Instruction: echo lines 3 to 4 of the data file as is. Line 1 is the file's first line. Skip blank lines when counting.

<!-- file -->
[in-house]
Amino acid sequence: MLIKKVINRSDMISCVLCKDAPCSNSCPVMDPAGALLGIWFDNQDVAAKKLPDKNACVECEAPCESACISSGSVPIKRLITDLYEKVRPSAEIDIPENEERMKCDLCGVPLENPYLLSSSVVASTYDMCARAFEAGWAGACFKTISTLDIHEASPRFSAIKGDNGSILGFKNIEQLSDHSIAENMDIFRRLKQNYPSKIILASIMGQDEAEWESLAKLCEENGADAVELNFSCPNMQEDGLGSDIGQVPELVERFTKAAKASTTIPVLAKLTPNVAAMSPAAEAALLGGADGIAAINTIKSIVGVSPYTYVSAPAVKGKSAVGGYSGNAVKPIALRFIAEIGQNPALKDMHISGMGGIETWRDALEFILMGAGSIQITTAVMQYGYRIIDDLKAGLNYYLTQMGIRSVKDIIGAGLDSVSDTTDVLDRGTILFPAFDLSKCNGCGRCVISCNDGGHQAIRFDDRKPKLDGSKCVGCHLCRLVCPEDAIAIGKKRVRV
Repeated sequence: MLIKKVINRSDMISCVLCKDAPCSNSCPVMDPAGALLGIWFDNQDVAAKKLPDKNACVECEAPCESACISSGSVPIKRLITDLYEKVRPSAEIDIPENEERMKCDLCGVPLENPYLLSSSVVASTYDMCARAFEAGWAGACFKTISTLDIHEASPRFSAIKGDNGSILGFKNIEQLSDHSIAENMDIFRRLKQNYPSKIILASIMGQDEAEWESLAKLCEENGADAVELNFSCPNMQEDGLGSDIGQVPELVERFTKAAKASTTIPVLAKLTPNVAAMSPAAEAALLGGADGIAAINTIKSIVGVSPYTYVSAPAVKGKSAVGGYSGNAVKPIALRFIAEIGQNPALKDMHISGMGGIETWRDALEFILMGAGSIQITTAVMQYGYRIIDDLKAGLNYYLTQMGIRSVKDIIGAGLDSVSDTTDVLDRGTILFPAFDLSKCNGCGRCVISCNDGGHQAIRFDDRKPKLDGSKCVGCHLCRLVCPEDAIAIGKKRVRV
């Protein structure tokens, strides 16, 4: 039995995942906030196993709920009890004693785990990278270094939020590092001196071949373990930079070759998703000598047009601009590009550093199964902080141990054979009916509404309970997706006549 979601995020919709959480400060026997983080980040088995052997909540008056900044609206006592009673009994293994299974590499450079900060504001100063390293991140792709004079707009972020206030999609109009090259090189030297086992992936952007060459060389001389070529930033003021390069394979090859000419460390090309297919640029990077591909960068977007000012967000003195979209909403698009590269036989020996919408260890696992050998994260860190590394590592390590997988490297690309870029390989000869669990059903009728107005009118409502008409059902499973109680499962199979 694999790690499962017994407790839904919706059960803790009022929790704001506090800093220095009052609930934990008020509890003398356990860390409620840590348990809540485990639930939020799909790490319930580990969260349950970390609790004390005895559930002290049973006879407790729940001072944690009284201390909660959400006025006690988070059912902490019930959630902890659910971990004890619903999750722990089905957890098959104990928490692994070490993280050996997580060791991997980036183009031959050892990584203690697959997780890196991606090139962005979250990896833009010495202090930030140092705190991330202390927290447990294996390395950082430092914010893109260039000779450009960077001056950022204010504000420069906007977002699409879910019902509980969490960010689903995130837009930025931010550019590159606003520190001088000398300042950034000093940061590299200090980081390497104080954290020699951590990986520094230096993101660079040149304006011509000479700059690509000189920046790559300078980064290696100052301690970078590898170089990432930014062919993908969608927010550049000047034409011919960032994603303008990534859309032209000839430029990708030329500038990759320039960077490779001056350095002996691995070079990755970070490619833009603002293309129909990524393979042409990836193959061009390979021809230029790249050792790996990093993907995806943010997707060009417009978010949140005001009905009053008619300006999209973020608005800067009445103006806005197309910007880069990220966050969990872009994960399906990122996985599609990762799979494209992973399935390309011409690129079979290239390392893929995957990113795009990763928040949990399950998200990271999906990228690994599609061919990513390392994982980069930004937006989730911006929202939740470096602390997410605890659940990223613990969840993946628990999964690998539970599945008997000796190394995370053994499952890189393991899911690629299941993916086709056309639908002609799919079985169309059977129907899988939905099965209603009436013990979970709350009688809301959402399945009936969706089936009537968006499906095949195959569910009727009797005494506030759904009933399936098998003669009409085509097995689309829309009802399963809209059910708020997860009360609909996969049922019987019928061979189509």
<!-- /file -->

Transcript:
Repeated sequence: MLIKKVINRSDMISCVLCKDAPCSNSCPVMDPAGALLGIWFDNQDVAAKKLPDKNACVECEAPCESACISSGSVPIKRLITDLYEKVRPSAEIDIPENEERMKCDLCGVPLENPYLLSSSVVASTYDMCARAFEAGWAGACFKTISTLDIHEASPRFSAIKGDNGSILGFKNIEQLSDHSIAENMDIFRRLKQNYPSKIILASIMGQDEAEWESLAKLCEENGADAVELNFSCPNMQEDGLGSDIGQVPELVERFTKAAKASTTIPVLAKLTPNVAAMSPAAEAALLGGADGIAAINTIKSIVGVSPYTYVSAPAVKGKSAVGGYSGNAVKPIALRFIAEIGQNPALKDMHISGMGGIETWRDALEFILMGAGSIQITTAVMQYGYRIIDDLKAGLNYYLTQMGIRSVKDIIGAGLDSVSDTTDVLDRGTILFPAFDLSKCNGCGRCVISCNDGGHQAIRFDDRKPKLDGSKCVGCHLCRLVCPEDAIAIGKKRVRV
């Protein structure tokens, strides 16, 4: 039995995942906030196993709920009890004693785990990278270094939020590092001196071949373990930079070759998703000598047009601009590009550093199964902080141990054979009916509404309970997706006549 979601995020919709959480400060026997983080980040088995052997909540008056900044609206006592009673009994293994299974590499450079900060504001100063390293991140792709004079707009972020206030999609109009090259090189030297086992992936952007060459060389001389070529930033003021390069394979090859000419460390090309297919640029990077591909960068977007000012967000003195979209909403698009590269036989020996919408260890696992050998994260860190590394590592390590997988490297690309870029390989000869669990059903009728107005009118409502008409059902499973109680499962199979 694999790690499962017994407790839904919706059960803790009022929790704001506090800093220095009052609930934990008020509890003398356990860390409620840590348990809540485990639930939020799909790490319930580990969260349950970390609790004390005895559930002290049973006879407790729940001072944690009284201390909660959400006025006690988070059912902490019930959630902890659910971990004890619903999750722990089905957890098959104990928490692994070490993280050996997580060791991997980036183009031959050892990584203690697959997780890196991606090139962005979250990896833009010495202090930030140092705190991330202390927290447990294996390395950082430092914010893109260039000779450009960077001056950022204010504000420069906007977002699409879910019902509980969490960010689903995130837009930025931010550019590159606003520190001088000398300042950034000093940061590299200090980081390497104080954290020699951590990986520094230096993101660079040149304006011509000479700059690509000189920046790559300078980064290696100052301690970078590898170089990432930014062919993908969608927010550049000047034409011919960032994603303008990534859309032209000839430029990708030329500038990759320039960077490779001056350095002996691995070079990755970070490619833009603002293309129909990524393979042409990836193959061009390979021809230029790249050792790996990093993907995806943010997707060009417009978010949140005001009905009053008619300006999209973020608005800067009445103006806005197309910007880069990220966050969990872009994960399906990122996985599609990762799979494209992973399935390309011409690129079979290239390392893929995957990113795009990763928040949990399950998200990271999906990228690994599609061919990513390392994982980069930004937006989730911006929202939740470096602390997410605890659940990223613990969840993946628990999964690998539970599945008997000796190394995370053994499952890189393991899911690629299941993916086709056309639908002609799919079985169309059977129907899988939905099965209603009436013990979970709350009688809301959402399945009936969706089936009537968006499906095949195959569910009727009797005494506030759904009933399936098998003669009409085509097995689309829309009802399963809209059910708020997860009360609909996969049922019987019928061979189509």